I was surprised that I got through the Hall in just over four hours. I thought it would take longer. One of the reasons this was possible was that it was early on a Monday morning—it was not crowded at any point while I was there, so I was able to move at whatever pace I wanted to. As I was walking out I noticed the line to get in was very long, so I think it would have taken an additional hour or two had I gone in the afternoon.

One very random note from the day. I never realized that Cy Young Awards always depict a right hand (Cy Young was right-handed). I had assumed (I don’t know why) that left-handed pitchers received awards showing a left hand. I realized this was not the case when I saw the Cy Young Awards of Sandy Koufax and Steve Carlton.

Since admission is good for the entire day I might do an encore walkthrough this evening. I love baseball.

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Visiting Doubleday Field in Cooperstown

I walked from my motel to Doubleday Field to see an afternoon semi-pro baseball game (Perfect Game Collegiate Baseball League). The hometown nine, the Cooperstown Hawkeyes, were playing the Mohawk Valley Diamond Dogs at 5pm. Doubleday Field has no lighting, so all games are played in the mornings and afternoons. I arrived at the park 40 minutes before game time. Light rain was falling.

The front of the Doubleday Field grandstand.

Doubleday Field is a charming old ball park. As I walked up to the main entrance I noticed a game was being played. I also noticed that the ticket window was empty—so I just walked into the park. It turns out a previous game between the Hawkeyes and Diamond Dogs was suspended due to darkness, and the final few innings were being played. I settled into a seat right behind home plate.

The view from the grandstand, right behind the plate.

In the waning moments of that first game I saw Quinn Pippin, the Hawkeyes third baseman from Tulane University, hit a grand slam to right field. Soon after the hit the light rain turned into a downpour.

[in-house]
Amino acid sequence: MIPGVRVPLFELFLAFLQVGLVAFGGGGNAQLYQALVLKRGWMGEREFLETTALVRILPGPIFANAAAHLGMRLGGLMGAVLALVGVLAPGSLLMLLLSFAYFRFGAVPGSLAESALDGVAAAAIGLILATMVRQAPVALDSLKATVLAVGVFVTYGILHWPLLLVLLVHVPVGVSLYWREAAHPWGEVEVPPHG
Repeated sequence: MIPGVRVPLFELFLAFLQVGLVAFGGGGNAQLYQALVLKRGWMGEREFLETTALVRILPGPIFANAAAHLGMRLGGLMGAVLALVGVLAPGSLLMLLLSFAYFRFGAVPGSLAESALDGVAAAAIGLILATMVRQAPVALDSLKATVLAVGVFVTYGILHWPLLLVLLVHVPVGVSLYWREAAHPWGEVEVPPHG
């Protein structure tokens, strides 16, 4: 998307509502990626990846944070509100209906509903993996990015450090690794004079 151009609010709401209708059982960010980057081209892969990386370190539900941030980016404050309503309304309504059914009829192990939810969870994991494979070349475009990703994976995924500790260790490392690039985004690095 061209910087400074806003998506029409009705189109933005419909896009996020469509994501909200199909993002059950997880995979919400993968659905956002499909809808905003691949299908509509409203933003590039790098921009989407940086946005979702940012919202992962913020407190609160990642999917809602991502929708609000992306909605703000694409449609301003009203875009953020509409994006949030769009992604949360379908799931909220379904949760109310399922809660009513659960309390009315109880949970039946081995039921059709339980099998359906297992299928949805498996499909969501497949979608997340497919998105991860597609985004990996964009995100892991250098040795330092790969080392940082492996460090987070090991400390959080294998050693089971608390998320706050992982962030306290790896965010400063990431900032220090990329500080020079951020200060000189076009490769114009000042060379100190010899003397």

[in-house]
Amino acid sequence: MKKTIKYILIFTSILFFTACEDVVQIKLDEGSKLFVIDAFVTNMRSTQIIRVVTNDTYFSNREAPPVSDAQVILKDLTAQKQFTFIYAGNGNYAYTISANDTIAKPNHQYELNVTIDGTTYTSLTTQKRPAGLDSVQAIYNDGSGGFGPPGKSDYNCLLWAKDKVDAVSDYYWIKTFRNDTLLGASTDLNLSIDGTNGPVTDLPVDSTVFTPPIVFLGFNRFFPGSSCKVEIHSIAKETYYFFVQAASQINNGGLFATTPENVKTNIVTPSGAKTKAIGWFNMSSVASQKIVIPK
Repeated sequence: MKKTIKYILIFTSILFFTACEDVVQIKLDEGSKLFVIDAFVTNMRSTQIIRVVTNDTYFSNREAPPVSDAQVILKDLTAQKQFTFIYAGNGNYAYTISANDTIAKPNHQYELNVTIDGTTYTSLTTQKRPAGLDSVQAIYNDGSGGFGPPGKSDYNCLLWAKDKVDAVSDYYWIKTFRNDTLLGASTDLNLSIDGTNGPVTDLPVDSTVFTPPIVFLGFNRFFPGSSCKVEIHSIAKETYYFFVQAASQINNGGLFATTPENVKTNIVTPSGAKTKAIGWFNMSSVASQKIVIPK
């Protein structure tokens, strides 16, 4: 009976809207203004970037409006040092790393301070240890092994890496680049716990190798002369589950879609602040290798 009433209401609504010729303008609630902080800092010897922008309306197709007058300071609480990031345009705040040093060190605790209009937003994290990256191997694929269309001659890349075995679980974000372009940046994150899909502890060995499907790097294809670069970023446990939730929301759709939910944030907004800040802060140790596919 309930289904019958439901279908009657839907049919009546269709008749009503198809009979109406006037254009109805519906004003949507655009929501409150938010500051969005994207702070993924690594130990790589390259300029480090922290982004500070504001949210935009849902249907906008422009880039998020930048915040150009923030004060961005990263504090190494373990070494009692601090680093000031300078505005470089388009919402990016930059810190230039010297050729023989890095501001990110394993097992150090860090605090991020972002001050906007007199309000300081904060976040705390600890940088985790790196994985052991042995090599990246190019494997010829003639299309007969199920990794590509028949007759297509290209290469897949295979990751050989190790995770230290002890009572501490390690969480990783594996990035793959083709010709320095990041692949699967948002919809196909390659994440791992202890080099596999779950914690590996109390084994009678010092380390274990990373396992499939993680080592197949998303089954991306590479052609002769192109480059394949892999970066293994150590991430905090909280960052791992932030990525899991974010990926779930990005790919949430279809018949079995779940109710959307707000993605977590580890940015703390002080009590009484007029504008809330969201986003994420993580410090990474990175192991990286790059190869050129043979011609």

Things begin to get muddy. (Notice the authentic stirrups.)

The umpires met to discuss if the game should be continued.

The umpires discuss the weather.

The grounds crew was summoned.

Mound renovation in progress.

The first game ended, and a brief intermission occurred. I stayed put in the grandstand reading a Dietrich Bonhoeffer biography.

For the first 7 innings I stayed in the same seat behind the plate. During that time the rain went from light to heavy several times, but play was never stopped. I saw two very interesting plays in this game. One was a successful suicide squeeze, executed to perfection. The other was a balk with runners on first and third that scored a run. The pitcher was standing on the rubber, he came set, and then the ball dropped from his glove. He just stood there for about 5 seconds, looking up at the sky. The ball just rolled down off the mound.

In the 8th inning I walked out to the outfield bleachers. On my way back I shot some pictures from the seats along the line. This vantage point allowed me to show the batter, catcher, umpire, with the brick dugout of the visiting team in the background. Very cool.

When the game began I thought there was no way it would be played to completion. It started a little after 5:30 due to the partial game that had been played before it. Rain was falling most of the evening, which not only made a rainout probable, the overcast skies also put the game in danger of being called due to darkness.

Dusk arrives at Doubleday Field.

But the full 9 innings were played. It was a rough night for the hometown team, they lost both games.

It was great to see this old ball park. I’m glad there was a game being played the day I was here.

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Brewery Ommegang in Cooperstown, NY

I arrived in Cooperstown, NY in the early afternoon, checked into my 0 star motel (more on that later), then headed to Brewery Ommegang. Ommegang brews Bavarian-style beers.

When you arrive at the brewery you drive right through the brewing facility, which is pretty cool.

The entrance to Brewery Ommegang.

The visitor center and café are located behind the brewery. I registered for a tour as soon as I arrived, then went to the café to pass an hour.

The Ommegang cafe.

I ordered a Witte Wheat Beer, a turkey baguette sandwich, and Bavarian fries (frites) with Abbey ale and cumin flavored ketchup.

The tour of the facility is quick, but there is time for questions. It concludes at a tasting bar. Alas, I did not participate in this, for I had to drive to my motel and I had consumed my alcohol limit before the tour.

I heard a great exchange between a customer (she looked a lot like Diane Sawyer) and an Ommegang employee.
Customer: “Do you have any light beers? I like light beers. Like Coors Light.”
Employee: “We don’t make anything like Coors Light, but you should try our Witte, it’s the lightest beer we make. I think you’ll like it.”
Customer: “Okay, I’ll try it!” (With enthusiasm)
Unfortunately I did not see the outcome.

I enjoyed the tour, and the café was great! If you find yourself in Cooperstown I recommend visiting Ommegang.